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A decade ago, social media didn’t exist. By 2008, Facebook had become popular enough to attract the attention of malware authors. One of them created an annoying cross-platform worm that targets Windows, Mac OS X, and even Linux. The worm gathered login details, built a botnet, and made money by installing additional malware. It also used a common social engineering trick, trying to convince potential victims that they needed to install a Flash Player update that was actually the malicious payload.
Facebook took down the network by decapitating its control servers in early 2011.
All pretty routine stuff, by modern standards, but the twist is that this gang was unmasked after several years of making Facebook users’ lives miserable. ZDNet blogger Dancho Danchev published his own takedown of the botnet master on January 9, 2012, complete with embarrassing personal photos. Facebook publicly revealed the identities of the entire gang the following week.
(The image above was captured by an amateur researcher.)
Conficker is the poster child for modern malware.
Its original incarnation in late 2008 exploited a vulnerability that had been patched a month earlier, but because many Windows users are slow to apply patches, it was extremely effective.
But its particular genius was the way it used a Windows feature called AutoRun, along with social engineering, to spread like wildfire. As the dialog box above shows, Conficker spread by infecting ubiquitous USB flash drives (another technology that didn’t exist at the beginning of the decade). It convinced unwary users to click an innocent-looking option in the AutoRun dialog box that appeared when a USB drive was inserted into a PC.
To add insult to injury, it then used a simple dictionary attack to find administrator accounts on the network that used pathetically weak passwords like letmein and 123456 and asdfgh and Admin. Turns out there’s a lot of lazy admins out there.
Microsoft’s response in February 2009 included a $250,000 bounty for identifying the Conficker authors. It closed the USB Autorun hole in the initial release of Windows 7 but didn’t deliver the equivalent patch as a Critical update for Windows XP and Vista until early 2011.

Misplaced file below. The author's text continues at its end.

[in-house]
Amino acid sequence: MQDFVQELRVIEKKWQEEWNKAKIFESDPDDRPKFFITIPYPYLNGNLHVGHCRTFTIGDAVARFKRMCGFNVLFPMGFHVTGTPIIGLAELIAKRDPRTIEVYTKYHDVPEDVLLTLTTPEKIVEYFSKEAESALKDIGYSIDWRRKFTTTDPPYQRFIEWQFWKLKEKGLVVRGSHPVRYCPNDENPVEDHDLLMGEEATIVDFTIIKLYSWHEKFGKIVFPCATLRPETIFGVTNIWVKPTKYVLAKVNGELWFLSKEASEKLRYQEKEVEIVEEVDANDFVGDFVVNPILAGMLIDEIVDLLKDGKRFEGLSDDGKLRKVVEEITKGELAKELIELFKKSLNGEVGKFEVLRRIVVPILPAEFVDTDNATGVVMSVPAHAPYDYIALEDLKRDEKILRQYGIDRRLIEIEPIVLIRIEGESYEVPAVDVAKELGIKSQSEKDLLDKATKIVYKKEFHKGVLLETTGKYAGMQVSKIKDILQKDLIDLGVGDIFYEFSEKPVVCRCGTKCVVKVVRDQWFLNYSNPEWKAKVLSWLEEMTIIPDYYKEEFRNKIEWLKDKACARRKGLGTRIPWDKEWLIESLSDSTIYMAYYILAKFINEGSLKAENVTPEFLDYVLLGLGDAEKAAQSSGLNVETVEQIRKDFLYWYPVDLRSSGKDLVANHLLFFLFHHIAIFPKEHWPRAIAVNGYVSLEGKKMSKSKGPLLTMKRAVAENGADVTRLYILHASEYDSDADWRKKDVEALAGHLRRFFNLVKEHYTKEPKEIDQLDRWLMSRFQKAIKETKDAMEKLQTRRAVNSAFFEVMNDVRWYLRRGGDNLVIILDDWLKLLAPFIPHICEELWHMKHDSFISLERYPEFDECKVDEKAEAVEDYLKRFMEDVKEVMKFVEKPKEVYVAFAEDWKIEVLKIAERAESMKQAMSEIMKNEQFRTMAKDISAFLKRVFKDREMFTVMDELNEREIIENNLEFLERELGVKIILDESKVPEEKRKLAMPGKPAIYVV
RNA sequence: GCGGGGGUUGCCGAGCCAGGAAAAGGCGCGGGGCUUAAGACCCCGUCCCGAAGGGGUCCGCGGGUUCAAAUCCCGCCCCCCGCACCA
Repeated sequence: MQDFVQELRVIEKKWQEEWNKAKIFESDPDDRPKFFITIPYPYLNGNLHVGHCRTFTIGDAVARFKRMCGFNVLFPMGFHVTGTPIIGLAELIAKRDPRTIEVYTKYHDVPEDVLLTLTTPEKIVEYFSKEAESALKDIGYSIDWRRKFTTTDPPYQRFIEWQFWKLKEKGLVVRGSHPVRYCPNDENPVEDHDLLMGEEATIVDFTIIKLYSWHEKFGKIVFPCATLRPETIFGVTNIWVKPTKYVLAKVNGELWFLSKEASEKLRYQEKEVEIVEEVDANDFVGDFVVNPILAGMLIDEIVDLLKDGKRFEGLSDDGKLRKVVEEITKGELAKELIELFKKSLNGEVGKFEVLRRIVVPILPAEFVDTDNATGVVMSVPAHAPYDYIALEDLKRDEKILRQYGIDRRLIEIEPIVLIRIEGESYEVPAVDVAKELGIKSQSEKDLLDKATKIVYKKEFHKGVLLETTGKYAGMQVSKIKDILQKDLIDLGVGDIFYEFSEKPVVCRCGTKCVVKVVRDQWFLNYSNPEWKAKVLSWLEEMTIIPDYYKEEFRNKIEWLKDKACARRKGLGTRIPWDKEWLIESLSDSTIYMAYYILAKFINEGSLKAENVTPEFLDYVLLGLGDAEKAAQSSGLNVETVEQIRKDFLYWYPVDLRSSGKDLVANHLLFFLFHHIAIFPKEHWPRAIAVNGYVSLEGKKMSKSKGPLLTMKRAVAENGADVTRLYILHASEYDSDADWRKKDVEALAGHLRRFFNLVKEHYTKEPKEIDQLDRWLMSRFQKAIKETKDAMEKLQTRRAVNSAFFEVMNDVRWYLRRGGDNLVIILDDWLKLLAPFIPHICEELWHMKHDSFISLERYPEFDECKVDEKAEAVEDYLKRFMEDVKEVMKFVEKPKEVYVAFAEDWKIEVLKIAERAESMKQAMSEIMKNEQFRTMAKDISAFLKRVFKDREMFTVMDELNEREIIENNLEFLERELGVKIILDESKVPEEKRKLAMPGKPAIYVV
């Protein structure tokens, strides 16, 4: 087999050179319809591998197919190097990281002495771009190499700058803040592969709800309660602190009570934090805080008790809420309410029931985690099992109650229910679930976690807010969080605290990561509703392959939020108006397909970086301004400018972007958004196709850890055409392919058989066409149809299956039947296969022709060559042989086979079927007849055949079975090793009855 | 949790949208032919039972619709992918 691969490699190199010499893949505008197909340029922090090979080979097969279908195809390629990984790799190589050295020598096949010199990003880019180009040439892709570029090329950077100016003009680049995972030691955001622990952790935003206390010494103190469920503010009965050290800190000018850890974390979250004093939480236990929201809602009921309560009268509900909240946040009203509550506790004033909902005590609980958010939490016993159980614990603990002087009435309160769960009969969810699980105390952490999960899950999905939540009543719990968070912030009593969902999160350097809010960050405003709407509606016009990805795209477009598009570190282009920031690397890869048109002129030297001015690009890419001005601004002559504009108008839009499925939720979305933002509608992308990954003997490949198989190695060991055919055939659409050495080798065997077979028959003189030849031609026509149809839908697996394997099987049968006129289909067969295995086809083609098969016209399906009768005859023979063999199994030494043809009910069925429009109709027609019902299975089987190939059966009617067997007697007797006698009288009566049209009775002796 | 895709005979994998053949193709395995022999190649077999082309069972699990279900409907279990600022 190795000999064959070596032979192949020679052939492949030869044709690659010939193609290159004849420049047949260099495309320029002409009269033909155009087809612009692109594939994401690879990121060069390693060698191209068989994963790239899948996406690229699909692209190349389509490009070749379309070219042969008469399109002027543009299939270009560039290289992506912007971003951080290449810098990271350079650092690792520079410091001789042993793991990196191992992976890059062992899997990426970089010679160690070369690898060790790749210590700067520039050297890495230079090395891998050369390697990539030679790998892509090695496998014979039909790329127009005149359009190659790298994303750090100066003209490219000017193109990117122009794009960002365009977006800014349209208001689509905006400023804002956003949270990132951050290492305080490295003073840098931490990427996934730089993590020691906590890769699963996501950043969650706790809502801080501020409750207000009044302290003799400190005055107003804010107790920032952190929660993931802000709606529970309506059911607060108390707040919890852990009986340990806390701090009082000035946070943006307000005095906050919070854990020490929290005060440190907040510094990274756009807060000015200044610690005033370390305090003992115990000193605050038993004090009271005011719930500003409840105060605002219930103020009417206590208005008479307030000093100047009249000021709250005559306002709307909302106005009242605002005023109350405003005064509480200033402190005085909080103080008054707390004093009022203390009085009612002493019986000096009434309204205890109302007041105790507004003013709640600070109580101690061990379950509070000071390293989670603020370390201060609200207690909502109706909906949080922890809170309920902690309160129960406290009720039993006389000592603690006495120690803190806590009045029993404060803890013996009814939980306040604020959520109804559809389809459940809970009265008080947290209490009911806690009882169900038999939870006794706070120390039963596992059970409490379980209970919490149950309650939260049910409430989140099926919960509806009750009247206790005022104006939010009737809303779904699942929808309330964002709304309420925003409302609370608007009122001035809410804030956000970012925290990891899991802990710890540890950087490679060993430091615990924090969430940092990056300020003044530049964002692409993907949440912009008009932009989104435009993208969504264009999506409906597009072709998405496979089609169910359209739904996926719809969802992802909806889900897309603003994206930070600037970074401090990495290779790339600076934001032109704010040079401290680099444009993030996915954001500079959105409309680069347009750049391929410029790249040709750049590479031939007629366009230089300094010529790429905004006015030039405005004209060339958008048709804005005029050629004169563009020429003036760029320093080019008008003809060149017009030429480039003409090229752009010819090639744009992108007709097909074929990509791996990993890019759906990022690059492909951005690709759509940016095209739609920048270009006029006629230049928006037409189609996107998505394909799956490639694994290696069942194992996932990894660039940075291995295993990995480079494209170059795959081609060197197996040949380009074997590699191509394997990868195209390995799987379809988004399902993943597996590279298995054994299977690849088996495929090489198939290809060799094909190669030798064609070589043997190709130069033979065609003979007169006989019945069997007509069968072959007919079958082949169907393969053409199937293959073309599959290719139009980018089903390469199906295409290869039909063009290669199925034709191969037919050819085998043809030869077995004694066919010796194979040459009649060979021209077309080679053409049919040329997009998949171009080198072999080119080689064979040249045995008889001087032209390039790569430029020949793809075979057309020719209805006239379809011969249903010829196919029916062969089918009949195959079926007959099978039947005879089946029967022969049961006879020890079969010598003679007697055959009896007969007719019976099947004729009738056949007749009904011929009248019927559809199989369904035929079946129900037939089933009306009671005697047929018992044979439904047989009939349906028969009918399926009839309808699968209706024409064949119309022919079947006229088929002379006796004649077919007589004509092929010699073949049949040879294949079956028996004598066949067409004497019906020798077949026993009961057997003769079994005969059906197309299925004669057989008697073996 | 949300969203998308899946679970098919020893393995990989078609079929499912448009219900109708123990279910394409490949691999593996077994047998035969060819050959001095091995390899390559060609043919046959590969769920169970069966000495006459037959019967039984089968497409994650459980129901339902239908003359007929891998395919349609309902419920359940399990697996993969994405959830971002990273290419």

Microsoft and a loose amalgamation of security professionals called the Conficker Working Group shut down the Conficker botnet by taking over its command-and-control servers through legal processes. Today, there are still several million Conficker-infected PCs, but their ability to be controlled by evil forces is long gone.
Why did it take so long for Microsoft to include effective, free antivirus software as part of Windows? Blame the 2001 United States versus Microsoft antitrust settlement, which severely restricted the company's ability to bundle software with Windows if that software would compete with third-party products.
Through the decade, Microsoft slowly introduced various antimalware solutions. Windows Live OneCare was a paid product, and Windows Defender (included free with Windows Vista) blocked only adware and spyware.
Microsoft Security Essentials was the first free full-strength security product from Microsoft, based on the same engine as the enterprise-grade Forefront product. Its successor will be included by default in all editions of Windows 8, using the well-established Windows Defender brand name.